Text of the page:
Selected Topics in Philosophy is an eclectic mix of various topics in philosophy including the nature of language, epistemology, ethics, the nature of religion and literature, metaphysics, existentialism and transcendentalism.
Some particularly interesting issues discussed in the book include
- George Berkeley and John Locke's theories on the difference between language and reality (most confusion and much conflict in the world seems to be because we use words for things that do not exist)
- Immanuel Kant's transcendental idealism and in particular his discussion of antinomies (we are not passive tabula rasas on which the external world writes but rather active minds organizing and making sense of a random and incomprehensible world)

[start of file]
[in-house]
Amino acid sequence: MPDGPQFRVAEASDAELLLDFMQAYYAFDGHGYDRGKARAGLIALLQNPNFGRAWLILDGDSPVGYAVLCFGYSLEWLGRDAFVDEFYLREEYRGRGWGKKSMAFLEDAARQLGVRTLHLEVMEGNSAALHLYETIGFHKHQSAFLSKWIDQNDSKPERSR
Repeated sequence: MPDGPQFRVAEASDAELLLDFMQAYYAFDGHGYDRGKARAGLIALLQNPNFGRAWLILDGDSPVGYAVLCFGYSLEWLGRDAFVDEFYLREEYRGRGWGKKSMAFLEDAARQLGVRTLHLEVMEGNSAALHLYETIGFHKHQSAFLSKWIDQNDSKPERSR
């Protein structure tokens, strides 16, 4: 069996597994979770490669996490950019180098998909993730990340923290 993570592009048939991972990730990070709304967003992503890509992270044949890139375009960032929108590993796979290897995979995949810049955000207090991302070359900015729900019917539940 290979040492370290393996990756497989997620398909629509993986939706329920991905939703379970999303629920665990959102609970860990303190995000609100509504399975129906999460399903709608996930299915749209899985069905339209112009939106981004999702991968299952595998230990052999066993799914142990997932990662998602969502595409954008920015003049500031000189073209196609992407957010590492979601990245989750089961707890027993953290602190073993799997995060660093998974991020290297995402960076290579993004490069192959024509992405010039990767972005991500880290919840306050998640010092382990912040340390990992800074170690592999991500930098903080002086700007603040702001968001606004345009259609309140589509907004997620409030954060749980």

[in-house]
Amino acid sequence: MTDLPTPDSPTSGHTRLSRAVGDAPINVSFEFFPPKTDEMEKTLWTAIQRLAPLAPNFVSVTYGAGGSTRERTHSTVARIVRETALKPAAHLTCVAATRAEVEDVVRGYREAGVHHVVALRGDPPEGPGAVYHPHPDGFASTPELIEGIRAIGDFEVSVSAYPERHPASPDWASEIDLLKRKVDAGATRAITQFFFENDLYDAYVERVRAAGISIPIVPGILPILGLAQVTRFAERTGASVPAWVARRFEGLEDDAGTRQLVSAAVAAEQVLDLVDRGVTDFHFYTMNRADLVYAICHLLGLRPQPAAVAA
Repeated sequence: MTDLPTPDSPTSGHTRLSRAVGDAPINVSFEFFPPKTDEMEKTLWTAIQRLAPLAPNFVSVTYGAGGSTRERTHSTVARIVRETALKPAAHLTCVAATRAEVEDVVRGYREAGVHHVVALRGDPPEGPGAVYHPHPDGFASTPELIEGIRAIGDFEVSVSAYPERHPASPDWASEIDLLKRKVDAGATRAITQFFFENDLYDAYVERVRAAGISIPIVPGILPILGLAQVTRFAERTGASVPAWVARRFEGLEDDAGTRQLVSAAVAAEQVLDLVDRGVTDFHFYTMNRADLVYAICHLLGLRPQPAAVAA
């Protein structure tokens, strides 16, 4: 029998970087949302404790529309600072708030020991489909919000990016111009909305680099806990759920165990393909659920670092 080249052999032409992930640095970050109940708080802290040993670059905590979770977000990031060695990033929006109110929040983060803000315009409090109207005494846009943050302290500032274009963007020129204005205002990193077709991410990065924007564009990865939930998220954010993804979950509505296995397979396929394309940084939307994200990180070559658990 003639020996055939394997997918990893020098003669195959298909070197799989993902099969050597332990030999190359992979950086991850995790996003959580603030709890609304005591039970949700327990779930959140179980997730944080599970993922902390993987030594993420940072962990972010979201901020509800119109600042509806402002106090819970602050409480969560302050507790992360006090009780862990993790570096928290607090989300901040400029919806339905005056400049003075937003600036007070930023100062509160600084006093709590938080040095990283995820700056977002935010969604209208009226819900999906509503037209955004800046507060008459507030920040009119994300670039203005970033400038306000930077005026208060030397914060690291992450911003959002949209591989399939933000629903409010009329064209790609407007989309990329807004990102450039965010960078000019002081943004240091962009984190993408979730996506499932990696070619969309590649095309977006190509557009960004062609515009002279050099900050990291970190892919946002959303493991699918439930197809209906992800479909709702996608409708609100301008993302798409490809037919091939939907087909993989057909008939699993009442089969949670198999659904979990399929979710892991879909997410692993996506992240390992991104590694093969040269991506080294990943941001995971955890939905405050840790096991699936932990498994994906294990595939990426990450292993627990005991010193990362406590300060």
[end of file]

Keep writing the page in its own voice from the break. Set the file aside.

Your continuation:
- Jean Paul Sartre's existential admonition that we must accept the world with no telos (which naturally leads us to the truism that if we wish life to have meaning we must look to ourselves to create it)
- the question of whether there are certain timeless, objective standards by which we can judge human actions (if we cannot, and ethics is subjective, how do we distinguish between good and evil?)
- what are the limits to our knowledge (are there certain immutable truths which we can discover which are built like a pyramid with a broad foundation and each layer resting on the one below, or is all knowledge simply how well things cohere like a raft on the open sea floating around with no permanent tether)
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